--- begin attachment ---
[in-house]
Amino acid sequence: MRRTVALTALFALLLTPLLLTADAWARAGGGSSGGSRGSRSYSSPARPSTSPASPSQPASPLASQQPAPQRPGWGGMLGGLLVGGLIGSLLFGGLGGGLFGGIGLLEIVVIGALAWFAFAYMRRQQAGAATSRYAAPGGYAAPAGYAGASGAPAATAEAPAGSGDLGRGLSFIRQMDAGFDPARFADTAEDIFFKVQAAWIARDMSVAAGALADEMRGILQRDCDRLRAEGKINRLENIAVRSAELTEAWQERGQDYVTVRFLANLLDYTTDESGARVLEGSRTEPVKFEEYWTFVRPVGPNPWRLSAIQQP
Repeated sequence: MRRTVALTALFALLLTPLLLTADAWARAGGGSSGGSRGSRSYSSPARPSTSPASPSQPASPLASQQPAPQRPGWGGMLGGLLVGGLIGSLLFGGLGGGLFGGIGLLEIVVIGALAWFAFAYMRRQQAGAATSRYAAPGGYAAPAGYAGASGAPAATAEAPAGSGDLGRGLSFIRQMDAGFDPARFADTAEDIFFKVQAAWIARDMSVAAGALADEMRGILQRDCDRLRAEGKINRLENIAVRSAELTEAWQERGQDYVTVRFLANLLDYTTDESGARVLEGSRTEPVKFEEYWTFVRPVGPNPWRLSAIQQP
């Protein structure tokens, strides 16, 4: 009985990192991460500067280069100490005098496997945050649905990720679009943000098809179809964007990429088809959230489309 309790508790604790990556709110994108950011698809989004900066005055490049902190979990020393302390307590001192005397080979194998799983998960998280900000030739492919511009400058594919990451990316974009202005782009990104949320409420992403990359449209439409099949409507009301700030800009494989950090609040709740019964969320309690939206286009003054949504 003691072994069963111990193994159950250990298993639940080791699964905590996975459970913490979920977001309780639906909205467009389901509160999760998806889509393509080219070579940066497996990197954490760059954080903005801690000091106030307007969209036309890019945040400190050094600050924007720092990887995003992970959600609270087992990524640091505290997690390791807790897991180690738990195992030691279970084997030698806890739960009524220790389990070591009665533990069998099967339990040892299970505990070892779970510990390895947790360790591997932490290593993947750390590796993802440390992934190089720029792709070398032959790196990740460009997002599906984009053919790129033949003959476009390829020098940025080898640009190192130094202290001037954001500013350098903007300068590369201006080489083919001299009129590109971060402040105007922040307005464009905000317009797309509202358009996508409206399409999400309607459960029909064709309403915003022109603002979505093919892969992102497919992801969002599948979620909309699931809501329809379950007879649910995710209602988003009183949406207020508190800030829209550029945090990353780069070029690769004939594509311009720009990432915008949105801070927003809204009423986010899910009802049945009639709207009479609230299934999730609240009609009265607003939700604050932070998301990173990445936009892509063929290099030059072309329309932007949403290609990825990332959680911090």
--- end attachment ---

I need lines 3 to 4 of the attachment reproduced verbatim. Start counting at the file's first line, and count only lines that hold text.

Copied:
Repeated sequence: MRRTVALTALFALLLTPLLLTADAWARAGGGSSGGSRGSRSYSSPARPSTSPASPSQPASPLASQQPAPQRPGWGGMLGGLLVGGLIGSLLFGGLGGGLFGGIGLLEIVVIGALAWFAFAYMRRQQAGAATSRYAAPGGYAAPAGYAGASGAPAATAEAPAGSGDLGRGLSFIRQMDAGFDPARFADTAEDIFFKVQAAWIARDMSVAAGALADEMRGILQRDCDRLRAEGKINRLENIAVRSAELTEAWQERGQDYVTVRFLANLLDYTTDESGARVLEGSRTEPVKFEEYWTFVRPVGPNPWRLSAIQQP
């Protein structure tokens, strides 16, 4: 009985990192991460500067280069100490005098496997945050649905990720679009943000098809179809964007990429088809959230489309 309790508790604790990556709110994108950011698809989004900066005055490049902190979990020393302390307590001192005397080979194998799983998960998280900000030739492919511009400058594919990451990316974009202005782009990104949320409420992403990359449209439409099949409507009301700030800009494989950090609040709740019964969320309690939206286009003054949504 003691072994069963111990193994159950250990298993639940080791699964905590996975459970913490979920977001309780639906909205467009389901509160999760998806889509393509080219070579940066497996990197954490760059954080903005801690000091106030307007969209036309890019945040400190050094600050924007720092990887995003992970959600609270087992990524640091505290997690390791807790897991180690738990195992030691279970084997030698806890739960009524220790389990070591009665533990069998099967339990040892299970505990070892779970510990390895947790360790591997932490290593993947750390590796993802440390992934190089720029792709070398032959790196990740460009997002599906984009053919790129033949003959476009390829020098940025080898640009190192130094202290001037954001500013350098903007300068590369201006080489083919001299009129590109971060402040105007922040307005464009905000317009797309509202358009996508409206399409999400309607459960029909064709309403915003022109603002979505093919892969992102497919992801969002599948979620909309699931809501329809379950007879649910995710209602988003009183949406207020508190800030829209550029945090990353780069070029690769004939594509311009720009990432915008949105801070927003809204009423986010899910009802049945009639709207009479609230299934999730609240009609009265607003939700604050932070998301990173990445936009892509063929290099030059072309329309932007949403290609990825990332959680911090």